So I can commiserate with patients who are frustrated but what I can’t do is go home with them or go to the grocery store with them. Honestly, it would be a helpful and educational thing to do, for both of us. I stand in line behind 220+ pound people at Kroger’s and look at the contents of their baskets. What do I see? “White mushy bread??? 4 cases of soft drinks. Hot dogs (eeeww!) Whole milk. Hamburger helper. Canned vegetables. Cap’n Crunch (I LOVE Cap’n Crunch but I NEVER buy the stuff). Potato chips. No fruits or vegetables unless they are in cans, no whole grain anything, lots of processed foods and all dairy products are full of fat. Seriously?

Yes, it’s hard for me to lose those five pounds but I suspect the glass of wine in the evening, the french fries I had for lunch, the con queso I had for dinner last night or the peppermint bark cookie I ate for a late night snack may have contributed to the problem. Your hormones, your thyroid and your mother-in-law did not cause your weight gain. Your diet did. Your lack of activity made it worse, but it is what you put in your mouth that caused the problem. The sooner you can face that and move on, the easier it is on everyone. Tell me that you know you need to lose weight and that you are your own worse enemy and I can empathize. Tell me that you NEVER eat anything, that you’ve been starving yourself for years and it’s very hard for me to help you. No controlled study has ever backed up any claim that people gain weight on air.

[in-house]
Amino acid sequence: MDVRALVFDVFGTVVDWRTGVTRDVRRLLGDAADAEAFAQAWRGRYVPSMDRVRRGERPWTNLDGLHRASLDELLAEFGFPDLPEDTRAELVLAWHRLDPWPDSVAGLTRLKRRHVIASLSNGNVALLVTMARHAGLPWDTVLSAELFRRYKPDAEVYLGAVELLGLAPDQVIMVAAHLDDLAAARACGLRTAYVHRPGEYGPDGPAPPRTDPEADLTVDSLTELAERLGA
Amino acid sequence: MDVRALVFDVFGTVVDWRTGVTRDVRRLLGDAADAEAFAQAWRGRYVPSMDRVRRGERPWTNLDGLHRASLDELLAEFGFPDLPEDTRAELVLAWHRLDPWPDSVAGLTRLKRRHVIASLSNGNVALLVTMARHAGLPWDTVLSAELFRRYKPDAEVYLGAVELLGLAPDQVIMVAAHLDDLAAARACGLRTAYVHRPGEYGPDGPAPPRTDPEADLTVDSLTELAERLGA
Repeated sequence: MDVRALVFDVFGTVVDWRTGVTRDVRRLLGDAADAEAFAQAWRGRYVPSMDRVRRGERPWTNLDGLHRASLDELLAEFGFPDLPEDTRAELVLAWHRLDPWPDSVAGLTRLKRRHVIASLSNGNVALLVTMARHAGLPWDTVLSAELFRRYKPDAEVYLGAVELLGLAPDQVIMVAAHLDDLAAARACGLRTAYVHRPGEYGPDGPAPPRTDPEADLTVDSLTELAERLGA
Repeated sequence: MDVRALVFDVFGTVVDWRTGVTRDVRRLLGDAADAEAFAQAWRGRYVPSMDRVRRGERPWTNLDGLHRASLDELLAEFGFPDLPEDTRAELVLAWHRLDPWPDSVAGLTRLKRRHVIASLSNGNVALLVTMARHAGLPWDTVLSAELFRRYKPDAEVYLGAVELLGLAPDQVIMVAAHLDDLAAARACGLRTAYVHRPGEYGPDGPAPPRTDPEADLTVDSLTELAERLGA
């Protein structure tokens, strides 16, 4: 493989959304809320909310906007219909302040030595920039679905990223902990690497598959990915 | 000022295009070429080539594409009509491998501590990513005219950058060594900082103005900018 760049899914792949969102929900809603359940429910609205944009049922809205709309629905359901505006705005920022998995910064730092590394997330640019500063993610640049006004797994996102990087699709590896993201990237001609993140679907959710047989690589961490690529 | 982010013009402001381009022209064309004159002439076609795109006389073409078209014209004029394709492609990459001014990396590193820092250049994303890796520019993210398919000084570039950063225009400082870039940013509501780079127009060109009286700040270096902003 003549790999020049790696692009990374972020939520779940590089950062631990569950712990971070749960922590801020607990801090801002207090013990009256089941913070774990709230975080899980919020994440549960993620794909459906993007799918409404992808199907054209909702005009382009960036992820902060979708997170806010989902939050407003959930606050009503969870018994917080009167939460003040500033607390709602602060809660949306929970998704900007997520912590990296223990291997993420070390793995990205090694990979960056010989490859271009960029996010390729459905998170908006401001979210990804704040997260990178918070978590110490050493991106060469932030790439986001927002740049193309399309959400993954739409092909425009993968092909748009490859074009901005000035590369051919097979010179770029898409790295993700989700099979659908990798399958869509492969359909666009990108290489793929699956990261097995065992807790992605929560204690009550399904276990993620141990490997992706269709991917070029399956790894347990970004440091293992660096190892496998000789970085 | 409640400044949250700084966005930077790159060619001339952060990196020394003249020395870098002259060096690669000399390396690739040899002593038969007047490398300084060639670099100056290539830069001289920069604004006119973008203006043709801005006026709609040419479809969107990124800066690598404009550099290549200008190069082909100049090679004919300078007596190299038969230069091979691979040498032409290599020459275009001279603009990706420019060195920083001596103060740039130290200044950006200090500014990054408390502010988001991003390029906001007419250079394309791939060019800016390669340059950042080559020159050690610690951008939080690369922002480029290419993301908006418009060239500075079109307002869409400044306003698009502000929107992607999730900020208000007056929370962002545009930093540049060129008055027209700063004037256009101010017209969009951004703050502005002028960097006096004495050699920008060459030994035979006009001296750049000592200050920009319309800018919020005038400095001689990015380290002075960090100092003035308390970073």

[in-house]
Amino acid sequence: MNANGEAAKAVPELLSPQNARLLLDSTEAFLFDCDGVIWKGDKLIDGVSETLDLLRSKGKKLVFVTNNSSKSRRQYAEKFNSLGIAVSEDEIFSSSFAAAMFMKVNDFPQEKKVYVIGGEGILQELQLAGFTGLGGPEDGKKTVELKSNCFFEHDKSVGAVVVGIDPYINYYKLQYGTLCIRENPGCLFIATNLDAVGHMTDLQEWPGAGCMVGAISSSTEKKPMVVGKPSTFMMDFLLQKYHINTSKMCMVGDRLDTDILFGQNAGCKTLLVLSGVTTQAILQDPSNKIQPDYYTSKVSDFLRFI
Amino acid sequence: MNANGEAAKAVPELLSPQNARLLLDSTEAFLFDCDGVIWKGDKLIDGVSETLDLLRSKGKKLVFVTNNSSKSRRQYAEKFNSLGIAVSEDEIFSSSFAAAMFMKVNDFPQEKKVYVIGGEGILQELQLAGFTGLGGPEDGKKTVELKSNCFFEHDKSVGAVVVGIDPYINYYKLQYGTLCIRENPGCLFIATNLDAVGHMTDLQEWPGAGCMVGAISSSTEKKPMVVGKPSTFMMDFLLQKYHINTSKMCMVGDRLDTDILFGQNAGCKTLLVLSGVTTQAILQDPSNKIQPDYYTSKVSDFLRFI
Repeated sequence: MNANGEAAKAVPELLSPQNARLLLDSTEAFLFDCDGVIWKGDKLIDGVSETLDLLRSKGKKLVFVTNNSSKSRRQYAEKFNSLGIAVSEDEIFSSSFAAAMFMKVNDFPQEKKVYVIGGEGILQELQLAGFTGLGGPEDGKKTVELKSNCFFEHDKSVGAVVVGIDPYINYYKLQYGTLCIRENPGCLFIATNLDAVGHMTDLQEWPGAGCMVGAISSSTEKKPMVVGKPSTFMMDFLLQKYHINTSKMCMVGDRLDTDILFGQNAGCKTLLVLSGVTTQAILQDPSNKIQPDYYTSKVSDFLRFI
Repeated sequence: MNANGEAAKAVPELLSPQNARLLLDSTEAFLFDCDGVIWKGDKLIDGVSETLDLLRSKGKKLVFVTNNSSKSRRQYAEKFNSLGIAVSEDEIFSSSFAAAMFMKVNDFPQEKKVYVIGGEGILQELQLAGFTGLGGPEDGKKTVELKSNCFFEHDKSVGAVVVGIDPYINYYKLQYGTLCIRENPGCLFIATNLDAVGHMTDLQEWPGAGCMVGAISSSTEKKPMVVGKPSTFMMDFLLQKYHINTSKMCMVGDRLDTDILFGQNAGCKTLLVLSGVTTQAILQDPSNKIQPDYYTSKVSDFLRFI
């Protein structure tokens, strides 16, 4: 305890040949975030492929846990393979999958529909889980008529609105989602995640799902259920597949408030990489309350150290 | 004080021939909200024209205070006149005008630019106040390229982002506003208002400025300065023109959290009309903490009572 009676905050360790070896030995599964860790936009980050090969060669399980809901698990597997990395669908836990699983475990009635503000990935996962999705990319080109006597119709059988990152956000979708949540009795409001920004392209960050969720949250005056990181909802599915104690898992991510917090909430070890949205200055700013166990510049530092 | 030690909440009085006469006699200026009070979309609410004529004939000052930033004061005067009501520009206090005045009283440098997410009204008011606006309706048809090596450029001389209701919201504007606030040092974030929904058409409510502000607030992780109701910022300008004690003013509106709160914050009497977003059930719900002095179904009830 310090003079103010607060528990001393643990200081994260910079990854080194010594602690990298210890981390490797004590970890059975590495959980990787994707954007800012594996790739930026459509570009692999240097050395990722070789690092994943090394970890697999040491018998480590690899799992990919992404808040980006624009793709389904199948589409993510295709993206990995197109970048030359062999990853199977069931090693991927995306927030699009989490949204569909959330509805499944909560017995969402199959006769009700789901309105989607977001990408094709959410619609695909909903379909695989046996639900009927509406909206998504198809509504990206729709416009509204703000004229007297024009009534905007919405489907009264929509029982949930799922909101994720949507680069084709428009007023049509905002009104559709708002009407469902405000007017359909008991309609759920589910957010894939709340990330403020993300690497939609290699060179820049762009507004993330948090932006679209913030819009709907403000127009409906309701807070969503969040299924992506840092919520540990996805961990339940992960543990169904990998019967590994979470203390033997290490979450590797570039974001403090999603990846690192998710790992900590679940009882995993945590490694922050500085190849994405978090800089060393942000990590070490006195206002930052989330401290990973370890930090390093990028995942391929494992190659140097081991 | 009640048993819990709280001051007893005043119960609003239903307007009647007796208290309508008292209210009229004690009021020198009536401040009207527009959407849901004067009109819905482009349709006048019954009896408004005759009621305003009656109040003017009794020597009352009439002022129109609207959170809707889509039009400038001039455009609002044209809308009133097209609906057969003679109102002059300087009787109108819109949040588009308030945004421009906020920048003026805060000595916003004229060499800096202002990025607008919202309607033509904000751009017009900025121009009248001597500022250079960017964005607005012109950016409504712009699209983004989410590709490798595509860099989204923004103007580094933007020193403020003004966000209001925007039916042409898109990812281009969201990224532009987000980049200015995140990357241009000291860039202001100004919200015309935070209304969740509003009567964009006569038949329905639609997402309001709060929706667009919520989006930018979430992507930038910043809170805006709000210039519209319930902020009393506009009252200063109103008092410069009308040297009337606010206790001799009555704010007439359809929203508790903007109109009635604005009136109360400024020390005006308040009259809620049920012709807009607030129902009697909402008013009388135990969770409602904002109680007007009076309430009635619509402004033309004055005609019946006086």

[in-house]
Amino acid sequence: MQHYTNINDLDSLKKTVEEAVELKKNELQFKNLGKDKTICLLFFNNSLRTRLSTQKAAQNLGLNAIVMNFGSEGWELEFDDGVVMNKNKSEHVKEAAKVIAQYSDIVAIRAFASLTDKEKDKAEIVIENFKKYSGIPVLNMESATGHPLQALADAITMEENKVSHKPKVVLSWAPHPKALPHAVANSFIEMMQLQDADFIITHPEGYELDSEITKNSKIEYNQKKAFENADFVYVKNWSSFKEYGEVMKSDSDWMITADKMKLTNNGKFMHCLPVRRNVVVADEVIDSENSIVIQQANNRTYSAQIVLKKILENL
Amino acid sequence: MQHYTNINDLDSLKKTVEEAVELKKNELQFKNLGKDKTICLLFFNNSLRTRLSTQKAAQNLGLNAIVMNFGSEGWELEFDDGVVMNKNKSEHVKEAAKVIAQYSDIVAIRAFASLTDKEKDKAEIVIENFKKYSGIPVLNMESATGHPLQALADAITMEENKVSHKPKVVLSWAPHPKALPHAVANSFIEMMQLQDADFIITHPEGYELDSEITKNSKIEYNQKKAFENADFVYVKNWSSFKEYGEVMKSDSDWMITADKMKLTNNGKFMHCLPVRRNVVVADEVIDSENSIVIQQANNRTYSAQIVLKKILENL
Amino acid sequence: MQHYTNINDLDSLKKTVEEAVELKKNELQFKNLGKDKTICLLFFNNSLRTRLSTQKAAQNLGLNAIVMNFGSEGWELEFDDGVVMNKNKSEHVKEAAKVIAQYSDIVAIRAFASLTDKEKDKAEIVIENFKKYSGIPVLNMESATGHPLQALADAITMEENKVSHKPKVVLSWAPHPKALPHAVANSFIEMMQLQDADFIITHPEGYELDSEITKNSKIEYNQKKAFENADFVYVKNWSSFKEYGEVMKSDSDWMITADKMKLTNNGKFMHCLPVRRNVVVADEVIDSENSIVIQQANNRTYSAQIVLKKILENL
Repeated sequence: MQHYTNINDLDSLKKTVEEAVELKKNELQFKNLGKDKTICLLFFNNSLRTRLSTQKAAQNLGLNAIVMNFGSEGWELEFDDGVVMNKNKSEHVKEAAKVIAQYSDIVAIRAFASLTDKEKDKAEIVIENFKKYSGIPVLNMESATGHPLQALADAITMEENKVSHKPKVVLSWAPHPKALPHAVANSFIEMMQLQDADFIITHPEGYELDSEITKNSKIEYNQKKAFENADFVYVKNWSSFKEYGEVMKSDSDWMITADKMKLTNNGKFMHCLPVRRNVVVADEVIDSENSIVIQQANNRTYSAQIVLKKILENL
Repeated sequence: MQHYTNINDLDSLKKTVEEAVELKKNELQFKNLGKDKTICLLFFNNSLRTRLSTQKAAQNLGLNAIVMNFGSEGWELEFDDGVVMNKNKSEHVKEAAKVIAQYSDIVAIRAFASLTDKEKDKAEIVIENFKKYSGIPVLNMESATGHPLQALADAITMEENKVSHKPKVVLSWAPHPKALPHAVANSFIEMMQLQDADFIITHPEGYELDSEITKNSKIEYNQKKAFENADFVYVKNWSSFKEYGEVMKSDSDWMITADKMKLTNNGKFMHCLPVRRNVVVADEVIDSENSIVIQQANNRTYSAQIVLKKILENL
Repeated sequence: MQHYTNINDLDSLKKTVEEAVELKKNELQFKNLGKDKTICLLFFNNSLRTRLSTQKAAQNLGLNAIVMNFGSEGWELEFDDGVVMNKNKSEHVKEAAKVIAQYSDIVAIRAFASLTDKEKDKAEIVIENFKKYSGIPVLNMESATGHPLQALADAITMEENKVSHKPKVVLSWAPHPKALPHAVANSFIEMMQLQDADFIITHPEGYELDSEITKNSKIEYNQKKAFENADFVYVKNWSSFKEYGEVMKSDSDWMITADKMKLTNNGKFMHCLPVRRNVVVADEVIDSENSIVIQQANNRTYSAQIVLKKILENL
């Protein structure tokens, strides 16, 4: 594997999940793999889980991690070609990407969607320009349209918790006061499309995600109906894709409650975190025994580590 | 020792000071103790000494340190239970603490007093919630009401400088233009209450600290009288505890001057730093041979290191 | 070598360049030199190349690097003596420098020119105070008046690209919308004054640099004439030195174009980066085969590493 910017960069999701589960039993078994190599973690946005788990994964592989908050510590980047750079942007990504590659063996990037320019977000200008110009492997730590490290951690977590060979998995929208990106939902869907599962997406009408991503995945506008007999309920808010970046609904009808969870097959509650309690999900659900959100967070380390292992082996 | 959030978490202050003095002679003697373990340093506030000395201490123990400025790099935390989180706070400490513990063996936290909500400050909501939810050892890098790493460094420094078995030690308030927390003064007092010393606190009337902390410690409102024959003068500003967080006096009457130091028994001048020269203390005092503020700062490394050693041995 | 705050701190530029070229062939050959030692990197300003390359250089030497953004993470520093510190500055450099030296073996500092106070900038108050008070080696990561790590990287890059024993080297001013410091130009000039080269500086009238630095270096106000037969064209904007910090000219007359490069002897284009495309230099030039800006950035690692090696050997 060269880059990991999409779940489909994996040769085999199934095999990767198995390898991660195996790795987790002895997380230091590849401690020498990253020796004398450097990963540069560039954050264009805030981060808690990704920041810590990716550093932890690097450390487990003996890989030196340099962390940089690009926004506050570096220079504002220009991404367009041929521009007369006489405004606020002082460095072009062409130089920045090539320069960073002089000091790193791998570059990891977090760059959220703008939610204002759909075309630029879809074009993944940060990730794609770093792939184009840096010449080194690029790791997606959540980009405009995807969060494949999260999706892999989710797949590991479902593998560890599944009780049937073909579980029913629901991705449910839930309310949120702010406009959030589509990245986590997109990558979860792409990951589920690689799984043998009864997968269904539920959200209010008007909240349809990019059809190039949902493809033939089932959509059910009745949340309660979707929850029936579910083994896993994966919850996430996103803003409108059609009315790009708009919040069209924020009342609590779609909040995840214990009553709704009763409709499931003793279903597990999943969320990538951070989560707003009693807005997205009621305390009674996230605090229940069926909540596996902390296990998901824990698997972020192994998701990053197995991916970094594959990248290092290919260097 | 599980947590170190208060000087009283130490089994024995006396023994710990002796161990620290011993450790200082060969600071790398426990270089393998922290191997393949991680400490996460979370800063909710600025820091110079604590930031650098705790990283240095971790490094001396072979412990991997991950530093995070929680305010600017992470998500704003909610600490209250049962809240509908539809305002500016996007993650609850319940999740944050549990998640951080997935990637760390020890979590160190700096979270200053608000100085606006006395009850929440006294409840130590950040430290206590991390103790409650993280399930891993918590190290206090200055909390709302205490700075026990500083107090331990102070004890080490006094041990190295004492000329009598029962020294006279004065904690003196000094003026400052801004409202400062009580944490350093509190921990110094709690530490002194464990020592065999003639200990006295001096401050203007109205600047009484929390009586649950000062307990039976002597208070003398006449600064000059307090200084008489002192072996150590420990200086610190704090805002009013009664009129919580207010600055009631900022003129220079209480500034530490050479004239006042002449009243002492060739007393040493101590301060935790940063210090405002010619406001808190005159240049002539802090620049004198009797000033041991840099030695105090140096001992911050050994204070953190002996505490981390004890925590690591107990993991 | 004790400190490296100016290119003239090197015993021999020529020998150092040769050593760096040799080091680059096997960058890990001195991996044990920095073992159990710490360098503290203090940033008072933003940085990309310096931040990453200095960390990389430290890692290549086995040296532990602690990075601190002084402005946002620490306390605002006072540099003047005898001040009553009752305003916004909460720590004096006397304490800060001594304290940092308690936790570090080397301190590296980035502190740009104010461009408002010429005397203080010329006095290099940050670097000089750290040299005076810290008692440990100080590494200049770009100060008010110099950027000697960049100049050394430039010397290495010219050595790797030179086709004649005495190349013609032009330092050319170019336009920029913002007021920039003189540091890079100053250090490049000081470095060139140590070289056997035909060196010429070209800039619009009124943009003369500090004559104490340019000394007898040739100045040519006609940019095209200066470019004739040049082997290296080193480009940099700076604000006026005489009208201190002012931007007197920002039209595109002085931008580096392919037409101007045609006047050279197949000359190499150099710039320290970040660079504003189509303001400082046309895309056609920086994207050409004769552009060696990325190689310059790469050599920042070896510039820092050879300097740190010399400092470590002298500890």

People want a “kick start” with pills which occasionally I will acquiesce to. Nine times out of ten, this helps them to lose about five pounds and then they stall out, quit the pills because they are also not the quick fix they’d hope for and five months later they’ve picked up another five to ten pounds.

After 20+ years of practice I can agree that diets really don’t work. Only life-style changes do. Or sometimes, a gastric bypass or similar surgery. When patients ask what the best way to lose weight is, I tell them Weight Watchers because it is a lifestyle change. It is the most successful weight loss program I can attest to after all the years I’ve been in practice. People who stick to it, lose. Not 20 pounds a month. Sometimes not even five pounds. But consistently over months, the weight comes off. Add a good six days a week exercise program and suddenly people feel great and look great. BUT, it is HARD work. Very hard work. Of course most good things in life are hard work.

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E-prescribing

Seriously, any problem reading this?

Unsurprisingly to me, a recent study published by the Journal of the American Medical Informatics Association (http://health.usnews.com/health-news/family-health/articles/2011/06/30/e-prescribing-doesnt-slash-errors–study-finds) determined that there were the same number of errors with electronic prescribing as with written prescription. Same number, but the errors were different. Unsurprising to me because now that I’ve been e-Prescribing for more than five years I actually make MORE errors on-line than I do when I write them out. Of course this is partly due to the very strict Catholic sisters who oversaw my writing development in the 60’s, ensuring that my penmanship was legible. If you don’t believe me, ask any of the east-end Louisville pharmacists who have to fill my prescriptions. They LOVE them because they can read them.